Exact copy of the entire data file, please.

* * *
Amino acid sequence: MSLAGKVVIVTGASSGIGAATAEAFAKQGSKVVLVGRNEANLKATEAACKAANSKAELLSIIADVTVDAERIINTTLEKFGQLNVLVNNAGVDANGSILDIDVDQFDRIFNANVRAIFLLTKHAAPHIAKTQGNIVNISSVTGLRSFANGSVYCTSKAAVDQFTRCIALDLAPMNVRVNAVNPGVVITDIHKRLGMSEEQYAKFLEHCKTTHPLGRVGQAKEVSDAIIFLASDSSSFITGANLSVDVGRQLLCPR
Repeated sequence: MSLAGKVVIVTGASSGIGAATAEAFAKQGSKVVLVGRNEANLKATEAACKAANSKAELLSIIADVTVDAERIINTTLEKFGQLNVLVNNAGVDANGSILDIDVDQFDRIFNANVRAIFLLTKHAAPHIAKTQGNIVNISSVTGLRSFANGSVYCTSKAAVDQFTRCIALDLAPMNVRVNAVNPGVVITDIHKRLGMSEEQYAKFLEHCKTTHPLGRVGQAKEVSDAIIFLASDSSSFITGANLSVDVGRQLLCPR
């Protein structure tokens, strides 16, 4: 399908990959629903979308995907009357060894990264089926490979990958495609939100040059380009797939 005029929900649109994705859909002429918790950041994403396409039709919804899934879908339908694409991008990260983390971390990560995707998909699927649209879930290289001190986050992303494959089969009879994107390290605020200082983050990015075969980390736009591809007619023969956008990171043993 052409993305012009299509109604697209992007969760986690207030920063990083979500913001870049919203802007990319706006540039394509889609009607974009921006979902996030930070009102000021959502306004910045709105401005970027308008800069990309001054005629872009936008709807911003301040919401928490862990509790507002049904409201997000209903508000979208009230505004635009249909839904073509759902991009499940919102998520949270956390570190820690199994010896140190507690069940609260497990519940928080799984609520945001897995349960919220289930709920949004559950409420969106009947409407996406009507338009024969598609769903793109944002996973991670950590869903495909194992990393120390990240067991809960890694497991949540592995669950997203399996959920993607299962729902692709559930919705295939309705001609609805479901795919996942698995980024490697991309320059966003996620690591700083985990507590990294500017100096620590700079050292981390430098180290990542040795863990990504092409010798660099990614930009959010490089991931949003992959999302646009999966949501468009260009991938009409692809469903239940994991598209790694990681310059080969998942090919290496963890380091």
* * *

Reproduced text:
Amino acid sequence: MSLAGKVVIVTGASSGIGAATAEAFAKQGSKVVLVGRNEANLKATEAACKAANSKAELLSIIADVTVDAERIINTTLEKFGQLNVLVNNAGVDANGSILDIDVDQFDRIFNANVRAIFLLTKHAAPHIAKTQGNIVNISSVTGLRSFANGSVYCTSKAAVDQFTRCIALDLAPMNVRVNAVNPGVVITDIHKRLGMSEEQYAKFLEHCKTTHPLGRVGQAKEVSDAIIFLASDSSSFITGANLSVDVGRQLLCPR
Repeated sequence: MSLAGKVVIVTGASSGIGAATAEAFAKQGSKVVLVGRNEANLKATEAACKAANSKAELLSIIADVTVDAERIINTTLEKFGQLNVLVNNAGVDANGSILDIDVDQFDRIFNANVRAIFLLTKHAAPHIAKTQGNIVNISSVTGLRSFANGSVYCTSKAAVDQFTRCIALDLAPMNVRVNAVNPGVVITDIHKRLGMSEEQYAKFLEHCKTTHPLGRVGQAKEVSDAIIFLASDSSSFITGANLSVDVGRQLLCPR
């Protein structure tokens, strides 16, 4: 399908990959629903979308995907009357060894990264089926490979990958495609939100040059380009797939 005029929900649109994705859909002429918790950041994403396409039709919804899934879908339908694409991008990260983390971390990560995707998909699927649209879930290289001190986050992303494959089969009879994107390290605020200082983050990015075969980390736009591809007619023969956008990171043993 052409993305012009299509109604697209992007969760986690207030920063990083979500913001870049919203802007990319706006540039394509889609009607974009921006979902996030930070009102000021959502306004910045709105401005970027308008800069990309001054005629872009936008709807911003301040919401928490862990509790507002049904409201997000209903508000979208009230505004635009249909839904073509759902991009499940919102998520949270956390570190820690199994010896140190507690069940609260497990519940928080799984609520945001897995349960919220289930709920949004559950409420969106009947409407996406009507338009024969598609769903793109944002996973991670950590869903495909194992990393120390990240067991809960890694497991949540592995669950997203399996959920993607299962729902692709559930919705295939309705001609609805479901795919996942698995980024490697991309320059966003996620690591700083985990507590990294500017100096620590700079050292981390430098180290990542040795863990990504092409010798660099990614930009959010490089991931949003992959999302646009999966949501468009260009991938009409692809469903239940994991598209790694990681310059080969998942090919290496963890380091």